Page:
Flix. Functional. Logical.

Recent News

- 2017-10-11 Flix version 0.2 is now available!
- 2017-04-18 Flix version 0.1 is now available!
- 2016-09-25 Ming-Ho Yee's master thesis Implementing a Functional Language for Flix is now available.
- 2016-09-13 The extended abstract Programming a Dataflow Analysis in Flix from TAPAS 2016 is now available.
- 2016-07-14 The poster Flix and its Implementation: A Language for Static Analysis from ECOOP 2016 is now available!
- 2016-07-14 The video from PLDI 2016 is now online!
- 2016-06-20 The slides from the presentation at PLDI 2016 are now available!
- 2016-06-10 The first preview version of Flix is now available!
- 2016-06-10 The paper From Datalog to Flix: A Declarative Language for Fixed Points on Lattices is now available.

At a glance

Flix is a statically typed functional- and logic programming language inspired by Scala, OCaml, F#, Haskell, and Datalog.
The syntax of Flix resembles Scala and Datalog. The type system supports local type inference and is based on Hindley-Milner.
Flix runs on the Java Virtual Machine and compiles directly to JVM bytecode.

Flix supports hybrid functional and logic programming featuring a built-in fixed point engine based on semi-naive evaluation.
The functional and logic languages can be used independently, if so desired.
For example, a Flix program can be purely functional, or Flix can be used as a standalone Datalog engine.

Fully-featured, batteries included.

#### Functional and Declarative

#### Algebraic Data Types

#### Pattern Matching

#### Namespaces

#### Parallel Rule Evaluation

#### Tail recursion optimization

#### Datalog Support

#### Stratified Negation

#### Standard Library

#### Static Type System

#### Formal Semantics

#### Scala and Prolog-style Syntax

#### Free & Open Source

#### Integrated browser-based Debugger and Profiler

#### Built-in Delta Debugger

#### Built-in QuickChecker

#### Built-in Static Program Verifier

#### Runs on the Java Virtual Machine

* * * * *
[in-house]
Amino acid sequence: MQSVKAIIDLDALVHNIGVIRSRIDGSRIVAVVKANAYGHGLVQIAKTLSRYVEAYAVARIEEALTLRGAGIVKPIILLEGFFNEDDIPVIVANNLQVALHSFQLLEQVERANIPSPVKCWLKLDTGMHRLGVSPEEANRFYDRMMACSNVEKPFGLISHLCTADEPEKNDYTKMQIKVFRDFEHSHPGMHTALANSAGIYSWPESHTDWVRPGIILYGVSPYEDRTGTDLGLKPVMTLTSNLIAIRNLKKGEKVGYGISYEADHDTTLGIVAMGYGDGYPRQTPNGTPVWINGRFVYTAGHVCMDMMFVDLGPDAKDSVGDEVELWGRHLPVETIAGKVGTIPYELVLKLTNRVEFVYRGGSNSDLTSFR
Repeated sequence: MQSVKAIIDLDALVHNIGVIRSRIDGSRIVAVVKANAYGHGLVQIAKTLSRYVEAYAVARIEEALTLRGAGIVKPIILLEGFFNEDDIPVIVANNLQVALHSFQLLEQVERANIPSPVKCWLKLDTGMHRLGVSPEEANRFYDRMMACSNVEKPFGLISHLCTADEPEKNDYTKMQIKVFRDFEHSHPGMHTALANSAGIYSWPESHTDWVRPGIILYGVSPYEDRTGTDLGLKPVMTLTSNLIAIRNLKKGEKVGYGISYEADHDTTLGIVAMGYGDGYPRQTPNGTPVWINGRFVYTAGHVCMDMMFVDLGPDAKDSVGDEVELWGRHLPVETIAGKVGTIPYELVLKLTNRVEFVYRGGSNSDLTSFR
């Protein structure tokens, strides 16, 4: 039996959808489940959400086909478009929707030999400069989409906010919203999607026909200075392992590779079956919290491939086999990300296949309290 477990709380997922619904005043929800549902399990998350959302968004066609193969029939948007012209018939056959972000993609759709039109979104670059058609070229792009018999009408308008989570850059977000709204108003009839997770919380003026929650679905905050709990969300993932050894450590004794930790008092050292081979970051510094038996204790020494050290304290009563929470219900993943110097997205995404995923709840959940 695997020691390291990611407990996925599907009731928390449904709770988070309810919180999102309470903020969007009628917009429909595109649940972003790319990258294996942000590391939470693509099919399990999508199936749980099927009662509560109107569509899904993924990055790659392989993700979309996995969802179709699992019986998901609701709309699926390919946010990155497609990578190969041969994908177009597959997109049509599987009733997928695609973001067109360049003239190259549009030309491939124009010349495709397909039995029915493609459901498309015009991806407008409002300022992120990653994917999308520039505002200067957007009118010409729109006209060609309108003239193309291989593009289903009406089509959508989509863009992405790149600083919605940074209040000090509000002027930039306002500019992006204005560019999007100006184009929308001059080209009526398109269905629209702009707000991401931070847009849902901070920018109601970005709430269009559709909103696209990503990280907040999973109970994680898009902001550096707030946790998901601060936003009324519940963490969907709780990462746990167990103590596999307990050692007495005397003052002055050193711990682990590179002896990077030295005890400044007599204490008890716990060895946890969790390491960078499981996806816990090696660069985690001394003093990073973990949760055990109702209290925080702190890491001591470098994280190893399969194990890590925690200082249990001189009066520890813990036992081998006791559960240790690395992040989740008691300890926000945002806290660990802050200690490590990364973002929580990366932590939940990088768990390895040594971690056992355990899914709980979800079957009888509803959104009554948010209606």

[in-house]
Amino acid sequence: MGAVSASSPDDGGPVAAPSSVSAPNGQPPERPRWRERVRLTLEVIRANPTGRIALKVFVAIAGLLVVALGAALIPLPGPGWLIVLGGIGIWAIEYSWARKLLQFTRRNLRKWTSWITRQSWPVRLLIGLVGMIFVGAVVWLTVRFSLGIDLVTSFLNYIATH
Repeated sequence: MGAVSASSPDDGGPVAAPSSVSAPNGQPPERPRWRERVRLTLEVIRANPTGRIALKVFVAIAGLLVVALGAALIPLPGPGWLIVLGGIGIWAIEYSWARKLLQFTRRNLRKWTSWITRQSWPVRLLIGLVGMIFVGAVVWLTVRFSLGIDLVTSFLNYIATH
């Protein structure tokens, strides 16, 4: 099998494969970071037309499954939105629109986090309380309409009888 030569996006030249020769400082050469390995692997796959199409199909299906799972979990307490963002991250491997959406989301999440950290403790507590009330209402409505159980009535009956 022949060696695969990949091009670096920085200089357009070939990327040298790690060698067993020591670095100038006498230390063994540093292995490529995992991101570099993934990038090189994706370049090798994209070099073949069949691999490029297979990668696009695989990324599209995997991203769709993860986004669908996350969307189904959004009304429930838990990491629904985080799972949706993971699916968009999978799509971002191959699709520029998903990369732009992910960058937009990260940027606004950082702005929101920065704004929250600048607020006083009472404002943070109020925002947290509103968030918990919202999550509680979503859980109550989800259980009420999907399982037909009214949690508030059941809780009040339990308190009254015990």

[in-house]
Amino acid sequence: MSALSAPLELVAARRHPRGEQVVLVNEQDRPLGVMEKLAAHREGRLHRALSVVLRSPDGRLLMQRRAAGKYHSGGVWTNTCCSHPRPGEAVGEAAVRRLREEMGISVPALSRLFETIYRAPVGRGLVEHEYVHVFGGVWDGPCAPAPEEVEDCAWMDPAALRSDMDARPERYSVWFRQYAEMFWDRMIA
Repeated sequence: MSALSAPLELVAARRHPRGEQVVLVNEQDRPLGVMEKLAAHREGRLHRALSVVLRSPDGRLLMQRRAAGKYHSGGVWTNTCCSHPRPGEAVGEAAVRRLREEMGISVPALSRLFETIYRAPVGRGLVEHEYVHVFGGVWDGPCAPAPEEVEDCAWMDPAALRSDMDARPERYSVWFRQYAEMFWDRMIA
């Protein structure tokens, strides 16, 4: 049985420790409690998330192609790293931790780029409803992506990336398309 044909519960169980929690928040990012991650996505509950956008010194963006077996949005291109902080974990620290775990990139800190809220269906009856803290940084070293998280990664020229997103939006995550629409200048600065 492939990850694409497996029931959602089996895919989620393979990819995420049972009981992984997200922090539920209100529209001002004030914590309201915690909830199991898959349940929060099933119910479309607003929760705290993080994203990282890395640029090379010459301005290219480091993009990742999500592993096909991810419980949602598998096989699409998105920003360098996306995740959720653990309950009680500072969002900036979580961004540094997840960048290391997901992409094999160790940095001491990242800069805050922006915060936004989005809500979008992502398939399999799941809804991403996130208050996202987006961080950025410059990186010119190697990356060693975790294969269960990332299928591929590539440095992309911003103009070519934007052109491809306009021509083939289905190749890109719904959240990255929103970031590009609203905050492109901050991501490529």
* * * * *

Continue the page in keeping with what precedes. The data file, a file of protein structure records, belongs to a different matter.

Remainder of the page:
#### Tutorials & Documentation

```
VarPointsTo(v, o) :- NewObj(v, o).
VarPointsTo(v1, o) :-
Assign(s, v1, v2),
VarPointsTo(v2, o).
VarPointsTo(v1, o2) :-
Load(v1, v2, f),
VarPointsTo(v2, o1),
HeapPointsTo(o1, f, o2).
HeapPointsTo(o1, f, o2) :-
Store(f, v2),
VarPointsTo(v1, o1),
VarPointsTo(v2, o2).
```

A points-to analysis aims to discover to what object(s) every local variable and field of an object can point-to. The mutually recursive dependencies between local variables and the heap is easy to express in Flix.

```
PathEdge(d1,m,d3) :-
PathEdge(d1,n,d2),
EshIntra(n,d2,d3),
CFG(n,m).
PathEdge(d1,m,d3) :-
PathEdge(d1,n,d2),
SummaryEdge(n,d2,d3),
CFG(n,m).
PathEdge(d3,start,d3) :-
PathEdge(d1,call,d2),
CallGraph(call,target),
EshCallStart(call,d2,target,d3),
StartNode(target,start).
SummaryEdge(call, d4, d5s) :-
CallGraph(call,target),
StartNode(target,start),
EndNode(target,end),
EshCallStart(call,d4,target,d1),
PathEdge(d1,end,d2),
EshEndReturn(target,d2,call,d5s).
```

The IFDS analysis by Reps et al. is a graph reachability problem that can be used to solve certain static analyses. Both IFDS and its extension IDE can be expressed in Flix. Something which is not possible in pure Datalog.

```
enum Parity {
case Top,
case Odd, case Even,
case Bot
}
def leq(e1: Parity, e2: Parity): Bool =
match (e1, e2) with {
case (Bot, _) => true
case (Odd, Odd) => true
case (Even, Even) => true
case (_, Top) => true
case _ => false
}
def lub(e1: Parity, e2: Parity): Parity =
match (e1, e2) with {
case (Bot, x) => x
case (x, Bot) => x
case (Odd, Odd) => Odd
case (Even, Even) => Even
case _ => Top
}
```

A parity analysis aims to discover, for every local variable in a program, whether it is odd or even. We can conveniently express such an analysis as several constraints over a lattice (see above for the lattice definition).

Try Flix in the Online Editor

def f(): Bool = List.exists(x -> x % 42 == 0, List.range(1, 100))

def f(): Int = List.foldLeft((x, y) -> x + y, 0, List.map(x -> x + 1, List.range(1, 10)))

enum Shape { case Circle(Int), case Square(Int), case Rectangle(Int, Int) } def area(s: Shape): Int = match s with { case Circle(r) => 3 * r * r case Square(l) => l * l case Rectangle(l, w) => l * w } def f(): Int = area(Rectangle(10, 20))

rel Edge(x: Int, y: Int) rel Path(x: Int, y: Int) Edge(1, 2). Edge(2, 3). Path(x, y) :- Edge(x, y). Path(x, z) :- Path(x, y), Edge(y, z). def f(): Int = 42

Free, Open Source and Ready to Use.

Flix is open source and available free of charge. The source code for Flix is hosted on GitHub and all development is public.

Flix is dual-licensed under the Apache 2.0 License and the MIT license allowing unrestricted commercial and personal use.

Flix comes packaged as a single JAR-file that runs on any operating system where the Java Runtime Environment is available, including Windows, Linux and Mac OS X. Flix requires Java 1.8.

Sponsors

We kindly thank EJ Technologies for providing us with
JProfiler
and JetBrains for providing us with
IntelliJ IDEA.